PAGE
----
“Movement can have a deeper impact,” he said. “It was through dance and through the body that our ancestors were able to save, to retain, to hide systems, and what is now called West African technology was hidden in the body and then passed on through movement and through music and through rhythm. And that is so much mirrored in cultural activity in our lives, and so even as I come to these understandings through my own scholarship, all of it brings me right back to Rex Nettleford.”
He added: “Of everything that I’ve created, it’s probably the most humbling work to engage with whenever I rehearse it, whenever I see it performed, whenever I listen to the dancers who do it, talk about it, or engage with audience members about it. It’s very humbling. … I feel like it does represent something that I believe deeply, spiritually and something that I’m able to express through beautiful contemporary movement.”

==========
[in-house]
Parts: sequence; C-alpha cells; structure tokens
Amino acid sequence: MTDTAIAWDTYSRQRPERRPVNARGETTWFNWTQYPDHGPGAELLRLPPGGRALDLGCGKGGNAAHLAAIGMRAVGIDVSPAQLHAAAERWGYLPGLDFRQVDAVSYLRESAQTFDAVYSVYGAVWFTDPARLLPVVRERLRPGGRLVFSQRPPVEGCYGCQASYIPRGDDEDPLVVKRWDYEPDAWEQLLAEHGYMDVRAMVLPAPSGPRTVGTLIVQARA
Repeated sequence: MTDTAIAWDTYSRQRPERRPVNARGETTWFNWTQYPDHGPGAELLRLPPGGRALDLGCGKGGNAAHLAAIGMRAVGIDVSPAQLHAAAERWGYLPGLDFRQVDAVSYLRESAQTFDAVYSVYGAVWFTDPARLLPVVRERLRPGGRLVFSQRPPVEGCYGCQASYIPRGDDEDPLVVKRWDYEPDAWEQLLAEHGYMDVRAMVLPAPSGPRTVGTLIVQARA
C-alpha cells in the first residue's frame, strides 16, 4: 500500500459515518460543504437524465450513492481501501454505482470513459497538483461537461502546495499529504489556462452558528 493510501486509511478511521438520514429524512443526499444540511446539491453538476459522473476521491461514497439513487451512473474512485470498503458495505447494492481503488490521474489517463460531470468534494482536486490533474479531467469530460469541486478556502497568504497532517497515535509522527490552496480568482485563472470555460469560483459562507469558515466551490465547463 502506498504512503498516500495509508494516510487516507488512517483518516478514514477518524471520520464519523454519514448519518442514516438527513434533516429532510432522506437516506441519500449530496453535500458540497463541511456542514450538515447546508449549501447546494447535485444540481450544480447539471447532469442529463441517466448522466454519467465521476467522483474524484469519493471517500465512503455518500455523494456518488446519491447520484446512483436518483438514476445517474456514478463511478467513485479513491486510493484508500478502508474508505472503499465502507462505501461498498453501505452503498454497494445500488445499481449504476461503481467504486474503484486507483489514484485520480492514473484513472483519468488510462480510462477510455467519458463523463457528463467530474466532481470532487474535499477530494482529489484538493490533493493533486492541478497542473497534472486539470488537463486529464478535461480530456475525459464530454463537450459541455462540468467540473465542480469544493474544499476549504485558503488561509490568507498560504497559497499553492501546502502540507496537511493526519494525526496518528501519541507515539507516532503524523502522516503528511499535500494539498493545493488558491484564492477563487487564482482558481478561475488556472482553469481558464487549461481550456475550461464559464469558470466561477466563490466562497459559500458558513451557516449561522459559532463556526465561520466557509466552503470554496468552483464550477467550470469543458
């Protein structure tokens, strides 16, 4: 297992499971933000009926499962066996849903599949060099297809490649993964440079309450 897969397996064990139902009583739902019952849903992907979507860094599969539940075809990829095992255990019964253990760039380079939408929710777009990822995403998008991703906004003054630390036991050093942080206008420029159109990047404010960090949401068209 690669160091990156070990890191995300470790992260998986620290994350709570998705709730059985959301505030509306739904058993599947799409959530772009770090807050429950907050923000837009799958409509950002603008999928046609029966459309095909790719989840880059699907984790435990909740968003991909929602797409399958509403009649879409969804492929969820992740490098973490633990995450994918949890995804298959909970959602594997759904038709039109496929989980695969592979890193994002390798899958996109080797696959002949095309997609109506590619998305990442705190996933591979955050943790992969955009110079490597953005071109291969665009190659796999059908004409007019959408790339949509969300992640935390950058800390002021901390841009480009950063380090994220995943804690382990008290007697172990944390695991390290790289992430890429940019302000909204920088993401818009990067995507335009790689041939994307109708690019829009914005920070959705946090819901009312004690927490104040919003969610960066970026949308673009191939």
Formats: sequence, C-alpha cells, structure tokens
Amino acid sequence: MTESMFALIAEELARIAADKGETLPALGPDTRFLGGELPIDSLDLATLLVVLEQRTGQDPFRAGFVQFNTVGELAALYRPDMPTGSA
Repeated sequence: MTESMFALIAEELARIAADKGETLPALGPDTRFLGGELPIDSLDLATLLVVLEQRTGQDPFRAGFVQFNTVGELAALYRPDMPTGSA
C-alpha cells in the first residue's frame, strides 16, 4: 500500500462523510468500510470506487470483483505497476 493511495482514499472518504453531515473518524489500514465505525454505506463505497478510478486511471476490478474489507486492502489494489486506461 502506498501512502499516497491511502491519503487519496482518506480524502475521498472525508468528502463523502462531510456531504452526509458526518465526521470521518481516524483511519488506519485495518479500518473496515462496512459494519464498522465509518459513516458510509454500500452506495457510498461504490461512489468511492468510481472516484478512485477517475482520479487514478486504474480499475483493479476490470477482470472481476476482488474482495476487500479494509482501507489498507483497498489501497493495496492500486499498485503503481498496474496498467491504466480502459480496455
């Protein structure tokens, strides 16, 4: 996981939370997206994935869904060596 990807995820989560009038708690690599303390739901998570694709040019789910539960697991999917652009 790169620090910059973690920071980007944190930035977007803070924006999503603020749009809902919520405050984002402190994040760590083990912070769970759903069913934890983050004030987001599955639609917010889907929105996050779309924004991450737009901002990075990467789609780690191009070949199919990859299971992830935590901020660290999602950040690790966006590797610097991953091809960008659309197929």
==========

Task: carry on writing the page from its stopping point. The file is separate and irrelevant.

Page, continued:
National Dance Theatre Company of Jamaica will present its program at the Brooklyn Center for the Performing Arts at Brooklyn College Saturday, March 18 at 8 p.m. and Sunday, March 19 at 3 p.m. Mountain Climbing, choreographed by Chris Walker, will be presented in the program. Click here for more information and tickets.